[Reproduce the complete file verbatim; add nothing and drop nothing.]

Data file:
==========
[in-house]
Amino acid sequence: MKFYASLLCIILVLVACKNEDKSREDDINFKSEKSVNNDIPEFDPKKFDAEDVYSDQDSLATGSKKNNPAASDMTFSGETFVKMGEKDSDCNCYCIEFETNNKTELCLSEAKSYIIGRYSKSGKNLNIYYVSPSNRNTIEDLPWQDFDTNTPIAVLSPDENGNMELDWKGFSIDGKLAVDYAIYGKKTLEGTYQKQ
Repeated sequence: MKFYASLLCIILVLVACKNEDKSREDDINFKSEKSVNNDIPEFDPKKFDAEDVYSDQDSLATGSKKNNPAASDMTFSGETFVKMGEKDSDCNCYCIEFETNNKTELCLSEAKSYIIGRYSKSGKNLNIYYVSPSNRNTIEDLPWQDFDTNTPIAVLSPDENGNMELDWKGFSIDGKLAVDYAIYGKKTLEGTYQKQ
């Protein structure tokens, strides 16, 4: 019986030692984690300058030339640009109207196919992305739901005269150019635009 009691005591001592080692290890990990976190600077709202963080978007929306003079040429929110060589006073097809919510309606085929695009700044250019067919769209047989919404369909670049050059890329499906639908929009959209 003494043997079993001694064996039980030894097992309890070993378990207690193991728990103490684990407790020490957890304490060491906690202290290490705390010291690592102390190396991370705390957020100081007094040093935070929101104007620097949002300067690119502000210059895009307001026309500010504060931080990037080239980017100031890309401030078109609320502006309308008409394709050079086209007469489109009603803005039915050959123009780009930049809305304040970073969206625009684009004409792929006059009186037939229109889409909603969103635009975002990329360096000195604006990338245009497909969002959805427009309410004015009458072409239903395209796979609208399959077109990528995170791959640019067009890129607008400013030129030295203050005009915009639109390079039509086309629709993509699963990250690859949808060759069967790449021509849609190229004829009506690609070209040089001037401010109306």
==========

[in-house]
Amino acid sequence: MKFYASLLCIILVLVACKNEDKSREDDINFKSEKSVNNDIPEFDPKKFDAEDVYSDQDSLATGSKKNNPAASDMTFSGETFVKMGEKDSDCNCYCIEFETNNKTELCLSEAKSYIIGRYSKSGKNLNIYYVSPSNRNTIEDLPWQDFDTNTPIAVLSPDENGNMELDWKGFSIDGKLAVDYAIYGKKTLEGTYQKQ
Repeated sequence: MKFYASLLCIILVLVACKNEDKSREDDINFKSEKSVNNDIPEFDPKKFDAEDVYSDQDSLATGSKKNNPAASDMTFSGETFVKMGEKDSDCNCYCIEFETNNKTELCLSEAKSYIIGRYSKSGKNLNIYYVSPSNRNTIEDLPWQDFDTNTPIAVLSPDENGNMELDWKGFSIDGKLAVDYAIYGKKTLEGTYQKQ
């Protein structure tokens, strides 16, 4: 019986030692984690300058030339640009109207196919992305739901005269150019635009 009691005591001592080692290890990990976190600077709202963080978007929306003079040429929110060589006073097809919510309606085929695009700044250019067919769209047989919404369909670049050059890329499906639908929009959209 003494043997079993001694064996039980030894097992309890070993378990207690193991728990103490684990407790020490957890304490060491906690202290290490705390010291690592102390190396991370705390957020100081007094040093935070929101104007620097949002300067690119502000210059895009307001026309500010504060931080990037080239980017100031890309401030078109609320502006309308008409394709050079086209007469489109009603803005039915050959123009780009930049809305304040970073969206625009684009004409792929006059009186037939229109889409909603969103635009975002990329360096000195604006990338245009497909969002959805427009309410004015009458072409239903395209796979609208399959077109990528995170791959640019067009890129607008400013030129030295203050005009915009639109390079039509086309629709993509699963990250690859949808060759069967790449021509849609190229004829009506690609070209040089001037401010109306």